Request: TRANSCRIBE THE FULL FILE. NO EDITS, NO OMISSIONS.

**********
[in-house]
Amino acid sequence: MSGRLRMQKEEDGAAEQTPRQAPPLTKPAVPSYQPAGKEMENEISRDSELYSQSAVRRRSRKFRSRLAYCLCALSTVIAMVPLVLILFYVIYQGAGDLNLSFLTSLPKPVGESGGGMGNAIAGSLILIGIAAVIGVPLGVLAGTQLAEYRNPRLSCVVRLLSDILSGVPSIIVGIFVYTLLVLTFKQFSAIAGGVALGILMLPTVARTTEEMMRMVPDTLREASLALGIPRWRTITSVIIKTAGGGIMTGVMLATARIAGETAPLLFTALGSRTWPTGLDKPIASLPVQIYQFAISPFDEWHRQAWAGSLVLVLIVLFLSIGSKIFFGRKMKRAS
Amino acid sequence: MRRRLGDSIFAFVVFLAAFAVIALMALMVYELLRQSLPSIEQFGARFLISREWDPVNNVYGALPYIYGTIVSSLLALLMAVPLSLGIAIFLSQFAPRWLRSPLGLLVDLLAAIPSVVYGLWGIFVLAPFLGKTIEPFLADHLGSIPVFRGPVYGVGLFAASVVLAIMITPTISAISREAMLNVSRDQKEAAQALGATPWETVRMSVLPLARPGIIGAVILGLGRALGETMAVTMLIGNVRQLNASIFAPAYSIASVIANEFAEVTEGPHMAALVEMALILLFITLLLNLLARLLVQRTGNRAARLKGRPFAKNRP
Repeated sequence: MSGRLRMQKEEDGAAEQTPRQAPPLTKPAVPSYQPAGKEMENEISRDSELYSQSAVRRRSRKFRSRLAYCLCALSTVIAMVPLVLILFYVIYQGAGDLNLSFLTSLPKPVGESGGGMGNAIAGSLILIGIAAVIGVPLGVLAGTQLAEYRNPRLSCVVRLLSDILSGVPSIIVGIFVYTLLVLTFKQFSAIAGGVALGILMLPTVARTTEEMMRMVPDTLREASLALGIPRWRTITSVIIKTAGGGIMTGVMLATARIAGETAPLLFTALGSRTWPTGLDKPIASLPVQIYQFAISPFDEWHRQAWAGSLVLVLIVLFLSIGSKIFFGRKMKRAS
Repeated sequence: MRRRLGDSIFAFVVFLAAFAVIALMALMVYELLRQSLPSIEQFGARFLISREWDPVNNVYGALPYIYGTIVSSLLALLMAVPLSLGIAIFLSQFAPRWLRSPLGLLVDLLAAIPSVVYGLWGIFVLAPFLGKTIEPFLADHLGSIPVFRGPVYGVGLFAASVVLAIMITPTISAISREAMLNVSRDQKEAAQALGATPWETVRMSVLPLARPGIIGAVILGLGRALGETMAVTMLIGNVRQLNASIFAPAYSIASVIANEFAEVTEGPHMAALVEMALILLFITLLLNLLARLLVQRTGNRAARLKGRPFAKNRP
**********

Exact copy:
[in-house]
Amino acid sequence: MSGRLRMQKEEDGAAEQTPRQAPPLTKPAVPSYQPAGKEMENEISRDSELYSQSAVRRRSRKFRSRLAYCLCALSTVIAMVPLVLILFYVIYQGAGDLNLSFLTSLPKPVGESGGGMGNAIAGSLILIGIAAVIGVPLGVLAGTQLAEYRNPRLSCVVRLLSDILSGVPSIIVGIFVYTLLVLTFKQFSAIAGGVALGILMLPTVARTTEEMMRMVPDTLREASLALGIPRWRTITSVIIKTAGGGIMTGVMLATARIAGETAPLLFTALGSRTWPTGLDKPIASLPVQIYQFAISPFDEWHRQAWAGSLVLVLIVLFLSIGSKIFFGRKMKRAS
Amino acid sequence: MRRRLGDSIFAFVVFLAAFAVIALMALMVYELLRQSLPSIEQFGARFLISREWDPVNNVYGALPYIYGTIVSSLLALLMAVPLSLGIAIFLSQFAPRWLRSPLGLLVDLLAAIPSVVYGLWGIFVLAPFLGKTIEPFLADHLGSIPVFRGPVYGVGLFAASVVLAIMITPTISAISREAMLNVSRDQKEAAQALGATPWETVRMSVLPLARPGIIGAVILGLGRALGETMAVTMLIGNVRQLNASIFAPAYSIASVIANEFAEVTEGPHMAALVEMALILLFITLLLNLLARLLVQRTGNRAARLKGRPFAKNRP
Repeated sequence: MSGRLRMQKEEDGAAEQTPRQAPPLTKPAVPSYQPAGKEMENEISRDSELYSQSAVRRRSRKFRSRLAYCLCALSTVIAMVPLVLILFYVIYQGAGDLNLSFLTSLPKPVGESGGGMGNAIAGSLILIGIAAVIGVPLGVLAGTQLAEYRNPRLSCVVRLLSDILSGVPSIIVGIFVYTLLVLTFKQFSAIAGGVALGILMLPTVARTTEEMMRMVPDTLREASLALGIPRWRTITSVIIKTAGGGIMTGVMLATARIAGETAPLLFTALGSRTWPTGLDKPIASLPVQIYQFAISPFDEWHRQAWAGSLVLVLIVLFLSIGSKIFFGRKMKRAS
Repeated sequence: MRRRLGDSIFAFVVFLAAFAVIALMALMVYELLRQSLPSIEQFGARFLISREWDPVNNVYGALPYIYGTIVSSLLALLMAVPLSLGIAIFLSQFAPRWLRSPLGLLVDLLAAIPSVVYGLWGIFVLAPFLGKTIEPFLADHLGSIPVFRGPVYGVGLFAASVVLAIMITPTISAISREAMLNVSRDQKEAAQALGATPWETVRMSVLPLARPGIIGAVILGLGRALGETMAVTMLIGNVRQLNASIFAPAYSIASVIANEFAEVTEGPHMAALVEMALILLFITLLLNLLARLLVQRTGNRAARLKGRPFAKNRP